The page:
“Trust in the Lord with all your heart,
And do not rely on your own insight.
In all your ways acknowledge [God]
And [God] will make straight your paths.”
For those of us who have grown up in the church, trusting God may seem like a given. It’s just expected and assumed; like how eating is an assumed part of being a living human. Yet our childhood ideas of trust are often underdeveloped. As a child I trusted God to be like Santa (bring rewards or pleasant surprises). I trusted God to be like the parent ready to catch you when you jump into the swimming pool (prevent bad consequences). These views of trusting God hold the seeds of concepts like blessing and mercy that are good and need to be nurtured. Still, I wonder if there aren’t better visions of trust that could guide us now.
What does trusting God look like:
– During a global pandemic?
– When facing systemic oppression?
– During times of civil unrest?
– During unemployment?
– During hunger?
– When facing isolation, uncertainty and disappointment?
– During an election year?
– When every side is saying that God is for them and against everyone else?
My childhood views of trusting God placed “me” at the center of the story. I trusted God to adapt to my desires and my needs. God was on my side. That’s such a natural tendency for us all. We all interact with and experience the world through the lens of our own experience. We live our lives at the center of our own story by default. Yet, what if trusting God requires us to put God at the center?
Maybe the life of trust is not about assuming God will adapt to my needs and desires but opening myself up to the possibility that God can transform my needs and desires to align with God’s desires. That kind of trust is risky business. It requires that we open ourselves up to change. It demands vulnerability. It asks us to reimagine ourselves and our understanding of the world. It requires obedience and active response.
Who knows where it might lead:
– to the wilderness (Abraham and Sarah)
– to prison (Joseph)
– to the halls of power (Esther)
That’s the hard part isn’t it? That trusting God requires us to give up control. To truly trust God, I have to let go of the outcomes that I want. Santa might conform to my wish list each year but God isn’t bound by it. For many of us, Covid-19 has revealed that decentering ourselves is deeply uncomfortable work. Opening ourselves to the possibility of frustrated desires (trips not taken, graduation celebrations being different than expected, etc.) isn’t easy.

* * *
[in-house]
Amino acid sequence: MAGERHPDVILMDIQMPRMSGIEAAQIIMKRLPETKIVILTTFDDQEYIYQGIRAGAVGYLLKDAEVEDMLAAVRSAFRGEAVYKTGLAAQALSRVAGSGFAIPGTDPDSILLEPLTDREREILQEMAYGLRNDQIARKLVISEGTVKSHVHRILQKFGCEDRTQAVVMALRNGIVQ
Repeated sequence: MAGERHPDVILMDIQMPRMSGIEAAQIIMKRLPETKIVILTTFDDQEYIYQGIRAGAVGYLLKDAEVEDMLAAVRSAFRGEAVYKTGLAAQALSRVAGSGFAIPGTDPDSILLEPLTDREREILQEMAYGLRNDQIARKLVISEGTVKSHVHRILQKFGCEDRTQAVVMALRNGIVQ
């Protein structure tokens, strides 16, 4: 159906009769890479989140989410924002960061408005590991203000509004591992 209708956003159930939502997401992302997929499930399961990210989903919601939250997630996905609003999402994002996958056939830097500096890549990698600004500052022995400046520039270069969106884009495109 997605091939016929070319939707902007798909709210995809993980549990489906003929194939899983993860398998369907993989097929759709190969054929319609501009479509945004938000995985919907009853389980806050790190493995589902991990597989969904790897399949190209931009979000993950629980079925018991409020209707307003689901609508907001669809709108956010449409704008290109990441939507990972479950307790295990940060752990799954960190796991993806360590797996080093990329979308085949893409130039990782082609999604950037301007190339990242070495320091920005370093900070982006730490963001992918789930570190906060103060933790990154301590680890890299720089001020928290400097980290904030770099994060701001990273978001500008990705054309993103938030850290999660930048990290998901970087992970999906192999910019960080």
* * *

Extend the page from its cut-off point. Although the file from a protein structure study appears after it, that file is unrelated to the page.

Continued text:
Still, who knows where God might be found?
– in a burning bush
– in parting waters
– in a fiery furnace
– in the lion’s den
– in a manger
– on a cross
So now we have a choice. Will we ask God to reveal God’s self to us, even if that revelation challenges who we want God to be? Will we ask God to transform us, to align us with God’s purposes in the world even if that challenges our understandings of ourselves? I caution you, God never comes as we expect. Yet the witness of God’s people throughout history is that God always comes.
And so, Dear One, I leave you with this blessing:
May God grant you the courage to trust the Lord with all your heart.
May God grant you peace in the midst of transformation.
May God grant you grace to recognize God at work in unexpected places, unlikely people, and unanticipated journeys.
May your life with God be exactly that: life with God.
May it be a wondrously beautiful adventure.
This Post Has 3 Comments
Even the most spiritual of us want to remake God into a golden calf of our own design, to suit our needs. Thank you for reminding us that it just might not be all about us – and to let God be God, surprising us!
Your words are filled with truth!
I loved this – thank you, Sarah, for these deeper insights.